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Pink-footed Shearwater

Puffinus creatopus
Procellariiformes
The tube-nosed seabirds, as this group is sometimes called, spend much of their life on the high seas out of sight of land, gleaning food from the water's surface. For most, the nesting season is the only time of the year that they touch land. They are drably colored—usually gray, black, or brown, with white—and range in size from small to very large. External nostrils on the upper mandible endow these birds with an unusually well developed sense of smell and contain a gland used for excreting salt. The order has four families worldwide, of which three are represented in Washington:
Procellariidae
This group is diverse and ranges widely in size. A common trait that all members of this family share is that their nostrils are located in a single tube at the top of their bills. Most maneuver well in high winds, and many migrate long distances. Most, but not all, nest in burrows. Those that do nest in burrows visit them only at night. The well-developed sense of smell of the shearwaters may help them find their burrows in the dark.
Common pelagic.
  • Species of Concern

General Description

The largest of the shearwaters commonly seen off the Pacific Coast, the Pink-footed Shearwater is the only large, white-bellied shearwater found in our area besides the Buller's Shearwater. Stocky, with broad wings, the Pink-footed Shearwater has a dark, brown-gray head, uniform dark, gray-brown upperparts, and a pink bill and feet. The underside of the wings is white-mottled-with-dark, and the belly is white. On the water, the bird appears mostly brownish-gray with some white on its flanks.

Habitat

The Pink-footed Shearwater is found in the open ocean, well offshore in the waters over the continental shelf. Its nesting habitat is on islands off Chile, with soil suitable for digging nest burrows.

Behavior

Found alone or in groups, often with other species of shearwaters, the Pink-footed Shearwater flies low over the sea with stiff-winged glides intermixed with quick wing-beats. It often tilts on its side, one wing almost slicing the water's surface. It plunges into the water after prey, or dives from the surface while swimming, and swims under water using its wings to propel itself.

Diet

The diet of the Pink-footed Shearwater is not well known, but is mostly likely fish, squid, and possibly crustaceans. Pink-footed Shearwaters also follow fishing boats and feed on the offal from the boats.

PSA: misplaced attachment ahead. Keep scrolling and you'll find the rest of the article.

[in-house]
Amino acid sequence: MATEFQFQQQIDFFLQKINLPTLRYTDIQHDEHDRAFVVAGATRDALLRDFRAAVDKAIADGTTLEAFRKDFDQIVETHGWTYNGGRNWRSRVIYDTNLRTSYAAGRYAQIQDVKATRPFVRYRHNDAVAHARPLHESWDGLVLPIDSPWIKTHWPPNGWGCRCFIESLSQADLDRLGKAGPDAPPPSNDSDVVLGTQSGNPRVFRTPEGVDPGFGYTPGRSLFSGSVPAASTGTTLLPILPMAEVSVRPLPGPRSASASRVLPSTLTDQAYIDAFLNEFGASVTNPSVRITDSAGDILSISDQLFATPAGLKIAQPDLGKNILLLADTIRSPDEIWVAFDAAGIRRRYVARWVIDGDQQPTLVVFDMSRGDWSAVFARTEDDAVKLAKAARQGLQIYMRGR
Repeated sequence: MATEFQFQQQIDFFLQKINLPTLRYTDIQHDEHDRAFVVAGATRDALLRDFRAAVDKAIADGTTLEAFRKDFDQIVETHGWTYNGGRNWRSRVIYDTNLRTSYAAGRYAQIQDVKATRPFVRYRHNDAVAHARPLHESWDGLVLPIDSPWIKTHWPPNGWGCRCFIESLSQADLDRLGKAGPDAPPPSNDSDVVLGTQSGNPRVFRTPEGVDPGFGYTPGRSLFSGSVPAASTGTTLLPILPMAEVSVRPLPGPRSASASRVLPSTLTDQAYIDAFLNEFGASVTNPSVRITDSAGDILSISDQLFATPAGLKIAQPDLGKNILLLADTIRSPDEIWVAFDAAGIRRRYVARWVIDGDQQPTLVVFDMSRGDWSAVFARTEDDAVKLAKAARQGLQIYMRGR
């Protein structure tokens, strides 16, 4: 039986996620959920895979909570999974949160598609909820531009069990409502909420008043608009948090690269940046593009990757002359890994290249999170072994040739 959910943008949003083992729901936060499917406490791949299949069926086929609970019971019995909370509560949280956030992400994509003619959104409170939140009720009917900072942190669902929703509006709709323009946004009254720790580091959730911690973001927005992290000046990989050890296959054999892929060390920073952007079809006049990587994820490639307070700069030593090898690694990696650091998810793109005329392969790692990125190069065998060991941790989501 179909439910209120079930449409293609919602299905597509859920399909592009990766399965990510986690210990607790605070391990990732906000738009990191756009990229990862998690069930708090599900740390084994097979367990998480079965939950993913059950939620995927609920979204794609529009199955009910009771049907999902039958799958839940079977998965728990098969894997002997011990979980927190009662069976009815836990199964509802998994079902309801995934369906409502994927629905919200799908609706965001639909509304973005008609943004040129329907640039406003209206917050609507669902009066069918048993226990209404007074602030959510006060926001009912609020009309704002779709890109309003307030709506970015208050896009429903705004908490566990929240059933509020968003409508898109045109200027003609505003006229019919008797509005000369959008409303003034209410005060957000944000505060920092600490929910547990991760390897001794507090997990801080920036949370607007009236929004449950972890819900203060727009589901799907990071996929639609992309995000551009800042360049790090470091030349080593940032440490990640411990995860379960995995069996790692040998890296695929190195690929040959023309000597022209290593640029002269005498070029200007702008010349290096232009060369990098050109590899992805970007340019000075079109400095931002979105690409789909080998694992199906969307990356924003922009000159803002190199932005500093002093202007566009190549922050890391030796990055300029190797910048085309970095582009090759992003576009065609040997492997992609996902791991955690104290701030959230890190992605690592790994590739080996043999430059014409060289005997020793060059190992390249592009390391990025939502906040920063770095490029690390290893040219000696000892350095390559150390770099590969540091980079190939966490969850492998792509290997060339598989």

Nesting

Colony nesters, Pink-footed Shearwaters nest only on islands far off the coast of Chile. They are active on the colonies mostly at night. They nest in underground burrows that may be over four feet long. The female lays a single egg in December, and both parents incubate. Once the egg hatches, both parents feed the chick, which leaves the island and heads to sea in April or May.

Migration Status

In April or May, after the breeding season, the population migrates as far north as southeastern Alaska.

Conservation Status

Although the Pink-footed Shearwater population is currently strong, it is declining on some nesting islands due to introduced predators. The Pink-footed and Flesh-footed Shearwaters are closely related, and some authorities consider them to be the same species.

When and Where to Find in Washington

Pink-footed Shearwaters are commonly seen on boat trips from May to October. They are more often spotted in summer and fall than in spring. While rarely seen from land, they can sometimes be spotted from the north jetty at the mouth of the Columbia River (Pacific County).

Abundance Code DefinitionsAbundance

C=Common; F=Fairly Common; U=Uncommon; R=Rare; I=Irregular
EcoregionJanFebMarAprMayJunJulAugSepOctNovDec
Oceanic RCCCCCCCU
Pacific Northwest Coast
Puget Trough
North Cascades
West Cascades
East Cascades
Okanogan
Canadian Rockies
Blue Mountains
Columbia Plateau

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Federal Endangered Species ListAudubon/American Bird Conservancy Watch ListState Endangered Species ListAudubon Washington Vulnerable Birds List
Red ListEarly Warning

View full list of Washington State's Species of Special Concern